One of the eye-catching features of the Sony a7R IV is its 16-image pixel-shift mode. This shoots four images centered around one position then shifts the sensor half a pixel sideways and takes another four, then another half pixel... until it's taken 16 images. These 16 images can be turned into 240 megapixel images (though need to be combined in separate software, unlike the systems from Olympus, Ricoh and Panasonic).

We've added pixel-shift images to our studio scene at several different ISO settings, along with a couple of real-world examples to our sample gallery showing both the 4-image demosaicing mode as well as the high-res 16-image mode. Just for good measure, we've added more standard images to the gallery as well.

Studio Scene

Image Processing

We've processed the images in the studio scene using PixelShift2DNG (an automated converter built by DPR forum member Iliah Borg and his team at LibRaw), because it allows us to use our standard Adode Camera Raw processing to maximize comparability with other cameras in the scene.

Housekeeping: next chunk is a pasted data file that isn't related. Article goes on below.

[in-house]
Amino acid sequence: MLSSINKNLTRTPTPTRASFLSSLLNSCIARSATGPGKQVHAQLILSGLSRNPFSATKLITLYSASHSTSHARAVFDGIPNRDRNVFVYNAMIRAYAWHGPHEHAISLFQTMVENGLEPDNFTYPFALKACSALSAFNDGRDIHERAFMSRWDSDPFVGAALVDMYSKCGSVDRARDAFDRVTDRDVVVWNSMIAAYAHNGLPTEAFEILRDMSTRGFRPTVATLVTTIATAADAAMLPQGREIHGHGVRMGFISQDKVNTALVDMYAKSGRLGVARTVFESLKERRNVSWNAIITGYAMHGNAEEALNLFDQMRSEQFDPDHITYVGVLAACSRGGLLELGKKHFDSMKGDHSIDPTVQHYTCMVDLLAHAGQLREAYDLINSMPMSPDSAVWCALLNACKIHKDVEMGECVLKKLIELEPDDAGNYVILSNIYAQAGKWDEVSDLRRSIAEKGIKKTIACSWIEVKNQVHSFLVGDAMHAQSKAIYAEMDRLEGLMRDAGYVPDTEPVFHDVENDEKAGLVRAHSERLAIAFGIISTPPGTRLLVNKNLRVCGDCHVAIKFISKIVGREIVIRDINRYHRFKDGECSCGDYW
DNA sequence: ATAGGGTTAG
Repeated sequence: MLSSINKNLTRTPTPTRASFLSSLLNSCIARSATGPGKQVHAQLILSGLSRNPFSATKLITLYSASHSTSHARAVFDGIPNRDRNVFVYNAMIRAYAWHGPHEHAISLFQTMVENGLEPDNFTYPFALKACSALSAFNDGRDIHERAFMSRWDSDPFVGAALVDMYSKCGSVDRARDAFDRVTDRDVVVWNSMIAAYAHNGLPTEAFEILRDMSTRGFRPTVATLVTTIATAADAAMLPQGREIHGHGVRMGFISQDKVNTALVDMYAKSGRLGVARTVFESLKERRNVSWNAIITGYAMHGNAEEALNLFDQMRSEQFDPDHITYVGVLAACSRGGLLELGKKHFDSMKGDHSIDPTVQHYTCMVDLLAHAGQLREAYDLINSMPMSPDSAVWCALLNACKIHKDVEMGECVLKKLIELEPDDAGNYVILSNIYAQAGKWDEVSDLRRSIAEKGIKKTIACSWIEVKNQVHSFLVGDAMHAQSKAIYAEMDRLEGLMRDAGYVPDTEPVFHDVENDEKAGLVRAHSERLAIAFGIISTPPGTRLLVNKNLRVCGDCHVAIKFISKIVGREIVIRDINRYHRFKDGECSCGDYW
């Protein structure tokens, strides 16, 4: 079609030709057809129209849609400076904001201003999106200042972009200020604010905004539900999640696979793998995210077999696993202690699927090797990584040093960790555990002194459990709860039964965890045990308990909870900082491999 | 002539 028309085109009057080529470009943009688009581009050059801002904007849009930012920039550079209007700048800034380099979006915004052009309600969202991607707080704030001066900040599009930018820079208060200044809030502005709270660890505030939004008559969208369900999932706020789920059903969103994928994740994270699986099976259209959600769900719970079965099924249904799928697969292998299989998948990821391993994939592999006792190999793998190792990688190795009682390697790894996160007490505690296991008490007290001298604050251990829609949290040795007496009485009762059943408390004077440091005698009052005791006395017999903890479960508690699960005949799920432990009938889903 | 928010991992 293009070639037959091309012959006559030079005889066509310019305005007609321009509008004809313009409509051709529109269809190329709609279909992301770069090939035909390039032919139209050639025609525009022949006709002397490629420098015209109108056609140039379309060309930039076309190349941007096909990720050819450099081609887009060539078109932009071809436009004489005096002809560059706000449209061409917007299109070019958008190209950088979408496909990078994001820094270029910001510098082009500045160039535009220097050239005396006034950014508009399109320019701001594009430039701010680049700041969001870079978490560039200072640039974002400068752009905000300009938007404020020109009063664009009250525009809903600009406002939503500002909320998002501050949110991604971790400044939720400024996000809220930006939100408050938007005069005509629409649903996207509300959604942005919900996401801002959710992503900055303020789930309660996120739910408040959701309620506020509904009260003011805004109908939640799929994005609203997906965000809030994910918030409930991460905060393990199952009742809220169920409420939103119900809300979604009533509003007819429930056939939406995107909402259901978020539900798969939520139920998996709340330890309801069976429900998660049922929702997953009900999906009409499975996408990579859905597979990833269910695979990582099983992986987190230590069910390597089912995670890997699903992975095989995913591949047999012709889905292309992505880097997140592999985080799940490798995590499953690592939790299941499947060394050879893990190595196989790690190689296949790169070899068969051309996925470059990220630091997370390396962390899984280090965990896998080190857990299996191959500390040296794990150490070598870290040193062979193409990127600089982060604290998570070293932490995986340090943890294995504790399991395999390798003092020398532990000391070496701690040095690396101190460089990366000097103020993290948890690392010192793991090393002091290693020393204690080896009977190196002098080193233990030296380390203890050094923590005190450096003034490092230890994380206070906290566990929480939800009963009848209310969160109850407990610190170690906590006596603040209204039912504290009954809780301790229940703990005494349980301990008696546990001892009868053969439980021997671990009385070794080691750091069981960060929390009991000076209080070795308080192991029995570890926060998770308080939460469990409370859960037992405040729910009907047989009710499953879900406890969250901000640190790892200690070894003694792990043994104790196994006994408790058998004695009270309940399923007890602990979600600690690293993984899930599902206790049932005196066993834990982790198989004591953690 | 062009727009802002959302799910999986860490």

It should be noted that Imaging Edge has a setting called 'Px Shift Multi Shoot. Correction,' adjustable in eleven steps between 0 and 1, that smooths some of the stair-stepping and chequerboard errors that can appear in the image. The shots in our test scene effectively have this set to 0.

Before making this decision, we compared this output with the results from Sony's own Image Edge software. We've created a rollover that compares the PixelShift2DNG result to the Imaging Edge output with sharpening, noise reduction and Px Shift Correction minimized, and to the default Imaging Edge result.

DNG -> ACR Imaging Edge Modified Imaging Edge Defaults

We've uploaded the Image Edge-combined 'ARQ' files to the studio scene, but you can download the combined DNGs here:

16-image files merged using PixelShift2DNG